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Internet operations provision, from co-location to full outsourcing, is an area of IT services that's crying out for service...

Internet operations provision, from co-location to full outsourcing, is an area of IT services that's crying out for service management standards. By that I mean one against which the support and delivery of Internet operations can be measured, managed and judged.

Unfortunately, standards are perceived as a dry area. But their apparent blandness belies their crucial role at the heart of many important aspects of our lives.

In all areas, standards are marks of reassurance and confidence that allow us to compare like with like. Without this certification a product could be faulty or sub-standard.

It's the same with IT service management standards: failure to adhere to them could put your business at serious risk. They could mean the difference between winning and losing customers, between success and failure, so companies should take them seriously.

The IT Infrastructure Library (ITIL) is the worldwide de facto standard for IT service management. It is, in fact, a set of best practice standards for IT service management, which allow businesses to deliver a high level of service and proactively manage the growth of IT systems. Accreditations, such as BS15000, or those governed by global technology providers, such as Compaq or Microsoft, act as a basis for assessment of adherence to this standard - in effect, a set of benchmarks against which service management can be judged.

Unfortunately this message just doesn't seem to be reaching the people it should. For example, Internet operations and hosting providers and their customers are largely apathetic about following recognised service management standards.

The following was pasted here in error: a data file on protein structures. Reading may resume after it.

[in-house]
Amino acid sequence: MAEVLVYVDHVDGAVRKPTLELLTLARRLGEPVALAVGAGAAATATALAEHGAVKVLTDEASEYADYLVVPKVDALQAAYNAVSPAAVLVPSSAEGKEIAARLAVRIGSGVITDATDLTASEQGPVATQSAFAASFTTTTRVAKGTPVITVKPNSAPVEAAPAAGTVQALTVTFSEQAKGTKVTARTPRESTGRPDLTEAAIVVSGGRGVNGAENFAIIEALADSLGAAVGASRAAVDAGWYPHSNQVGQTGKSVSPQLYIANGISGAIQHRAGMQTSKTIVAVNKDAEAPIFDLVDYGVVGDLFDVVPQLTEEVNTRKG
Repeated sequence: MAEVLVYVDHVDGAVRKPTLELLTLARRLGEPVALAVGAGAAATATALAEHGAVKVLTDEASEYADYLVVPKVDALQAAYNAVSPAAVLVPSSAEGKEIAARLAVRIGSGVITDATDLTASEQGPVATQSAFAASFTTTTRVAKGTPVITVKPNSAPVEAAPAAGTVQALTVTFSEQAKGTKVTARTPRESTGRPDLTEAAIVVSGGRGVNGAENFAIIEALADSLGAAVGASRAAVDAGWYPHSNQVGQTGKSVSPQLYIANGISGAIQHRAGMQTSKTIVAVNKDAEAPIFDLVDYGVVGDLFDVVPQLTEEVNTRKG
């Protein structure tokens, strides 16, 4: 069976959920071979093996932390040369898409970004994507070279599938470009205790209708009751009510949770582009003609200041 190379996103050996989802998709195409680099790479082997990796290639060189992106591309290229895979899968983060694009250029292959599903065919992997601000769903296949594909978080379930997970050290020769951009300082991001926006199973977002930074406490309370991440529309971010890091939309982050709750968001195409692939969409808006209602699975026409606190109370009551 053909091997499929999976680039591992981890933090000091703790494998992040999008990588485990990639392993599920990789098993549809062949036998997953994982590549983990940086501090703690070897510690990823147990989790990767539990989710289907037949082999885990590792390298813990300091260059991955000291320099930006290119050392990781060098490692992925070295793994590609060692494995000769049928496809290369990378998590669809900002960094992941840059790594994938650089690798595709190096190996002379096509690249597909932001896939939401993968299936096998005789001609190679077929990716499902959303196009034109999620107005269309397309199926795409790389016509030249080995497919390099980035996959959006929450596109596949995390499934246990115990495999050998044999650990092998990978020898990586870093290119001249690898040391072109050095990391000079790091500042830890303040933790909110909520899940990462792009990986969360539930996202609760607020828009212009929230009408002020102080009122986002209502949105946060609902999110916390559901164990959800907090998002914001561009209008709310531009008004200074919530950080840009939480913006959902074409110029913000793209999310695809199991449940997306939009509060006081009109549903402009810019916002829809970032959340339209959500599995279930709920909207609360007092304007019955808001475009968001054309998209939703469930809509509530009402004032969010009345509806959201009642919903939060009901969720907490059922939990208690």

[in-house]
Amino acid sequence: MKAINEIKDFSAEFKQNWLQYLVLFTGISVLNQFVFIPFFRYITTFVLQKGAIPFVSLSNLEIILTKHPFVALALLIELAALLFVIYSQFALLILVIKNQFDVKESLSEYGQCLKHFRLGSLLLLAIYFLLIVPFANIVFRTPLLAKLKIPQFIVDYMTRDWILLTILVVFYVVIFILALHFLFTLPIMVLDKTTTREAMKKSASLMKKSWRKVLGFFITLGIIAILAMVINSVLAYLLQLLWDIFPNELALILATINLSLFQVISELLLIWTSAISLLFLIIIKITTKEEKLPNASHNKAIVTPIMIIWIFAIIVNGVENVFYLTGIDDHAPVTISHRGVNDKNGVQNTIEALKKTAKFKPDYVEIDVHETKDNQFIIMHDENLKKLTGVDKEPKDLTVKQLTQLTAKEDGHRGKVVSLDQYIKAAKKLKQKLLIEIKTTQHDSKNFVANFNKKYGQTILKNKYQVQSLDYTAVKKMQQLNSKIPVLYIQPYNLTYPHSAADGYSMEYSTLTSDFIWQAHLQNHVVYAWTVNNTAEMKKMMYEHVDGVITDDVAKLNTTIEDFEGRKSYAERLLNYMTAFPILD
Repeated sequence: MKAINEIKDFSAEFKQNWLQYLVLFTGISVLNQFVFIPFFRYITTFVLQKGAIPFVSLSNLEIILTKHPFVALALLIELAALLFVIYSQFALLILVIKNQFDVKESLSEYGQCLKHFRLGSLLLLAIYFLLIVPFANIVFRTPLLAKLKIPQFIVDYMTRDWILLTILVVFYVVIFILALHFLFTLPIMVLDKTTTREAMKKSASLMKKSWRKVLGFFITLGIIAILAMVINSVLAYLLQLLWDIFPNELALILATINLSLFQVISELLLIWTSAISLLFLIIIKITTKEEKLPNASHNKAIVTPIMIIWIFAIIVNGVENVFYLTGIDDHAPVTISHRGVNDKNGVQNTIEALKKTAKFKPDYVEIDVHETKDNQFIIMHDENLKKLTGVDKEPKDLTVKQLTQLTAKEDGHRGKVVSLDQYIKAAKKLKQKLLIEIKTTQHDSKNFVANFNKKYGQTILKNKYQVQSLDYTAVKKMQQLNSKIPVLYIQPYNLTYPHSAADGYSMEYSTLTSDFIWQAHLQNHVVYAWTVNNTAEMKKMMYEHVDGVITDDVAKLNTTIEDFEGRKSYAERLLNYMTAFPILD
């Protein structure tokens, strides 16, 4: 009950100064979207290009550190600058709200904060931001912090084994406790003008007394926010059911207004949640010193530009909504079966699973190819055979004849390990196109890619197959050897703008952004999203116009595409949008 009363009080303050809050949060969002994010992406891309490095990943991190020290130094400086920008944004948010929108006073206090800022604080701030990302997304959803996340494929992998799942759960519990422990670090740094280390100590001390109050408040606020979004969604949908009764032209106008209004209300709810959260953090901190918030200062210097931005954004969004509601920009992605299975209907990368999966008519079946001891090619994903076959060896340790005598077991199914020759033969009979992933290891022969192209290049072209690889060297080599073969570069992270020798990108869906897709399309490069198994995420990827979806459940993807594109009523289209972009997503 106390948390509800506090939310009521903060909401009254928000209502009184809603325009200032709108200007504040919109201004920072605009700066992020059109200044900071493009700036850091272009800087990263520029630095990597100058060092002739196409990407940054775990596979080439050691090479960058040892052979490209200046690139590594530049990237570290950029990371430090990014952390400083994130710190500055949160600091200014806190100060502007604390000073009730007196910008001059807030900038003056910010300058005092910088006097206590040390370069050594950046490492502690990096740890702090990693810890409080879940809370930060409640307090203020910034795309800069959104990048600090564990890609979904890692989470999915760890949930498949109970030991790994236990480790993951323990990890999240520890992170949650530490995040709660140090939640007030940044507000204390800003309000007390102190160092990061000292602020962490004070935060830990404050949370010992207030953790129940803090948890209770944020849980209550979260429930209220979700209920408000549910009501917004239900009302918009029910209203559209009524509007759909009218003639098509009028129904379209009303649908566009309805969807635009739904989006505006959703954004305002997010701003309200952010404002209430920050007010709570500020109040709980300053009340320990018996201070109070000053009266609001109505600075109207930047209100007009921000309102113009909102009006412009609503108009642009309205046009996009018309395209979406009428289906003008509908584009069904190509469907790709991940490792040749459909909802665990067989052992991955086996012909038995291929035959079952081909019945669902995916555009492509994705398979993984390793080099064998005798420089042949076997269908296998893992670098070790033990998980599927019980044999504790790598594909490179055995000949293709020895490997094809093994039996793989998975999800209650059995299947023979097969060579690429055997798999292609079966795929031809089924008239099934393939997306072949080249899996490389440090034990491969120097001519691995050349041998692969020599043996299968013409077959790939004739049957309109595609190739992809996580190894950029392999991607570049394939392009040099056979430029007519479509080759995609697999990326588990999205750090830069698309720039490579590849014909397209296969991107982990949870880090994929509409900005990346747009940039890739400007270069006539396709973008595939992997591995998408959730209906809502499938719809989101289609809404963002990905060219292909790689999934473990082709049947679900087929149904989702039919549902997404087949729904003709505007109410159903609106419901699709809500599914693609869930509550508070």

In a survey of 100 senior IT decision-makers from large companies which purchase these services, 62% said they did adhere to standards. Yet 20% admitted that they observed only their internal standards. This must imply huge variations and prevents any form of industry-wide benchmarking.

There are compelling financial arguments for the adoption of robust service management standards. Industry estimates put the lifecycle management costs of a typical IT system at four times the cost of its development.

These costs will increase if standards are not implemented. Companies will inevitably have to pay to fix unnecessary problems that could have been alleviated had standards been adhered to from the start.

The problem is that service management standards are not well enough known, particularly amongst smaller enterprises. In fact, 84% of people questioned in the survey didn't know what ITIL is.

To compound this, compliance is largely seen as a cost rather than a benefit, and any benefit identified tends to be unquantified and undervalued. The implementation of ITIL-compliant service management is often seen as an unnecessarily robust approach.

Adherence to recognised service management standards is not regarded as a necessity. Users often buy services without checking that the provider meets such service management standards. But this is a huge gamble.

Buyers must begin to look for rigorous service management when they take on an IT operations provider. Companies that maintain these standards deliver a higher level of application availability and increased customer satisfaction.

Added to this, standards have the capability to create real transparency in the marketplace, allowing customers to choose the service that best suits their needs.

Certified suppliers are seen to be professional companies that deliver on promises and make service level agreements credible and realistic instead of marketing messages.

Standards could also facilitate collaborative commerce. Companies looking to integrate their infrastructure with another organisation will be more confident working with a partner that adheres to industry-wide standards.

Linking multiple applications via the Web increases the importance of high application reliability and implementing an ITIL-based service management approach will improve your chances of success.
t Simon Hansford is vice-president of product and platform at Attenda

The survey, which questioned 100 IT managers and directors, was carried out by ICM Research on behalf of Attenda

Simon Hansford is vice-president of product and platform at Attenda

The survey, which questioned 1000 IT managers and directors, was carried out by ICM Research on behalf of Attenda

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